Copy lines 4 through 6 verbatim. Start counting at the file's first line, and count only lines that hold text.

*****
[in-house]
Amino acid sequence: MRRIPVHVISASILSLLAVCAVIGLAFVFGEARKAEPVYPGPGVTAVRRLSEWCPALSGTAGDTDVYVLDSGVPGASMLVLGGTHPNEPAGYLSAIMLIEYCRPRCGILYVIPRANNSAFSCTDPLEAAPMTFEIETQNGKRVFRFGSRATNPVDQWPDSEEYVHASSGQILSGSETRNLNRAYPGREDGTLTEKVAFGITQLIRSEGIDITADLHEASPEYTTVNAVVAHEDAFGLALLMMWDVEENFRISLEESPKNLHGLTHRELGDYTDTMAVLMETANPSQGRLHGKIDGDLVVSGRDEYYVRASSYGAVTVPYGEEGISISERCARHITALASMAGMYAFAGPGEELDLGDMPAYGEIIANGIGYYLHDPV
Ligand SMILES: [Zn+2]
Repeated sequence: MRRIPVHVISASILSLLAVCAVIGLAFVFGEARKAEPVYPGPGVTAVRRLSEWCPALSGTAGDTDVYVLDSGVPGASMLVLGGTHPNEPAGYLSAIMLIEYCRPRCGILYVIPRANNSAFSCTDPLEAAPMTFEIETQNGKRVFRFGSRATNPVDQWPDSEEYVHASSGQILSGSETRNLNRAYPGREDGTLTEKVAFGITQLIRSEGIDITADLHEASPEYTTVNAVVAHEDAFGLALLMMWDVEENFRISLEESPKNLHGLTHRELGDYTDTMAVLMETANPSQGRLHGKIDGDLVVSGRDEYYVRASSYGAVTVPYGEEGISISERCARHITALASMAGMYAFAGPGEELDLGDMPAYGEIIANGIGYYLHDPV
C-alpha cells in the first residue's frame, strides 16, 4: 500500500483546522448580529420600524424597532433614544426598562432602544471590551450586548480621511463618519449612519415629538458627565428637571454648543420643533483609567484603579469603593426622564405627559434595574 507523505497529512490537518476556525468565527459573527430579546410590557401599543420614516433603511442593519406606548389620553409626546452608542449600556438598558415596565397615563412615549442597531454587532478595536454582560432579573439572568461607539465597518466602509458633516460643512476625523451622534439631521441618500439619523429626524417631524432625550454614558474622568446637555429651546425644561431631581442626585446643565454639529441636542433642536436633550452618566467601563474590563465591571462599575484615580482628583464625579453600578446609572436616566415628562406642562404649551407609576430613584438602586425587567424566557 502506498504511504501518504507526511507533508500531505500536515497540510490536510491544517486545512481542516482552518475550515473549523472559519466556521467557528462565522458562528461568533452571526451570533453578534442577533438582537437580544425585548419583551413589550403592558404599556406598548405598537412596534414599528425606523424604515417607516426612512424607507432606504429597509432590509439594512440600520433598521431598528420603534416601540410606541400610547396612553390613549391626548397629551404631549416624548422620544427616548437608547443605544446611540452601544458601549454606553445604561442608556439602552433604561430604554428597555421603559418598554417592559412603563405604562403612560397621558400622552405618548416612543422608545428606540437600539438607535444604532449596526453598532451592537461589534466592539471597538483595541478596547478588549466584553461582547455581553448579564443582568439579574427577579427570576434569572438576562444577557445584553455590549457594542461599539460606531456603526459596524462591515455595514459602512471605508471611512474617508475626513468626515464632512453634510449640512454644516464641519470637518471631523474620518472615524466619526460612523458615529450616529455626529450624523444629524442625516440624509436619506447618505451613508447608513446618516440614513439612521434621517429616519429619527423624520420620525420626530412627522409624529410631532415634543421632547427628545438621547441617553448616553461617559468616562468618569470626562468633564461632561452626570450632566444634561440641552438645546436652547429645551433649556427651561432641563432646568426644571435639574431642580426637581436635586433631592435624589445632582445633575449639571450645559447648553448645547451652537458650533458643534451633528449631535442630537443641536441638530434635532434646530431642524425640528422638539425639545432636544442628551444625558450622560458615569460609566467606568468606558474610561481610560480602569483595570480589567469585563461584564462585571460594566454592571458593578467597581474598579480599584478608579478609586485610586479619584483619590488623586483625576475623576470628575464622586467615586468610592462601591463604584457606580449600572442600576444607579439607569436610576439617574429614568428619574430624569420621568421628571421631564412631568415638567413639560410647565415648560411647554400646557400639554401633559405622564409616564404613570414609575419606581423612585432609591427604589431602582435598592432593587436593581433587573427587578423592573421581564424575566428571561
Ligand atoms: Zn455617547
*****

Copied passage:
Repeated sequence: MRRIPVHVISASILSLLAVCAVIGLAFVFGEARKAEPVYPGPGVTAVRRLSEWCPALSGTAGDTDVYVLDSGVPGASMLVLGGTHPNEPAGYLSAIMLIEYCRPRCGILYVIPRANNSAFSCTDPLEAAPMTFEIETQNGKRVFRFGSRATNPVDQWPDSEEYVHASSGQILSGSETRNLNRAYPGREDGTLTEKVAFGITQLIRSEGIDITADLHEASPEYTTVNAVVAHEDAFGLALLMMWDVEENFRISLEESPKNLHGLTHRELGDYTDTMAVLMETANPSQGRLHGKIDGDLVVSGRDEYYVRASSYGAVTVPYGEEGISISERCARHITALASMAGMYAFAGPGEELDLGDMPAYGEIIANGIGYYLHDPV
C-alpha cells in the first residue's frame, strides 16, 4: 500500500483546522448580529420600524424597532433614544426598562432602544471590551450586548480621511463618519449612519415629538458627565428637571454648543420643533483609567484603579469603593426622564405627559434595574 507523505497529512490537518476556525468565527459573527430579546410590557401599543420614516433603511442593519406606548389620553409626546452608542449600556438598558415596565397615563412615549442597531454587532478595536454582560432579573439572568461607539465597518466602509458633516460643512476625523451622534439631521441618500439619523429626524417631524432625550454614558474622568446637555429651546425644561431631581442626585446643565454639529441636542433642536436633550452618566467601563474590563465591571462599575484615580482628583464625579453600578446609572436616566415628562406642562404649551407609576430613584438602586425587567424566557 502506498504511504501518504507526511507533508500531505500536515497540510490536510491544517486545512481542516482552518475550515473549523472559519466556521467557528462565522458562528461568533452571526451570533453578534442577533438582537437580544425585548419583551413589550403592558404599556406598548405598537412596534414599528425606523424604515417607516426612512424607507432606504429597509432590509439594512440600520433598521431598528420603534416601540410606541400610547396612553390613549391626548397629551404631549416624548422620544427616548437608547443605544446611540452601544458601549454606553445604561442608556439602552433604561430604554428597555421603559418598554417592559412603563405604562403612560397621558400622552405618548416612543422608545428606540437600539438607535444604532449596526453598532451592537461589534466592539471597538483595541478596547478588549466584553461582547455581553448579564443582568439579574427577579427570576434569572438576562444577557445584553455590549457594542461599539460606531456603526459596524462591515455595514459602512471605508471611512474617508475626513468626515464632512453634510449640512454644516464641519470637518471631523474620518472615524466619526460612523458615529450616529455626529450624523444629524442625516440624509436619506447618505451613508447608513446618516440614513439612521434621517429616519429619527423624520420620525420626530412627522409624529410631532415634543421632547427628545438621547441617553448616553461617559468616562468618569470626562468633564461632561452626570450632566444634561440641552438645546436652547429645551433649556427651561432641563432646568426644571435639574431642580426637581436635586433631592435624589445632582445633575449639571450645559447648553448645547451652537458650533458643534451633528449631535442630537443641536441638530434635532434646530431642524425640528422638539425639545432636544442628551444625558450622560458615569460609566467606568468606558474610561481610560480602569483595570480589567469585563461584564462585571460594566454592571458593578467597581474598579480599584478608579478609586485610586479619584483619590488623586483625576475623576470628575464622586467615586468610592462601591463604584457606580449600572442600576444607579439607569436610576439617574429614568428619574430624569420621568421628571421631564412631568415638567413639560410647565415648560411647554400646557400639554401633559405622564409616564404613570414609575419606581423612585432609591427604589431602582435598592432593587436593581433587573427587578423592573421581564424575566428571561
Ligand atoms: Zn455617547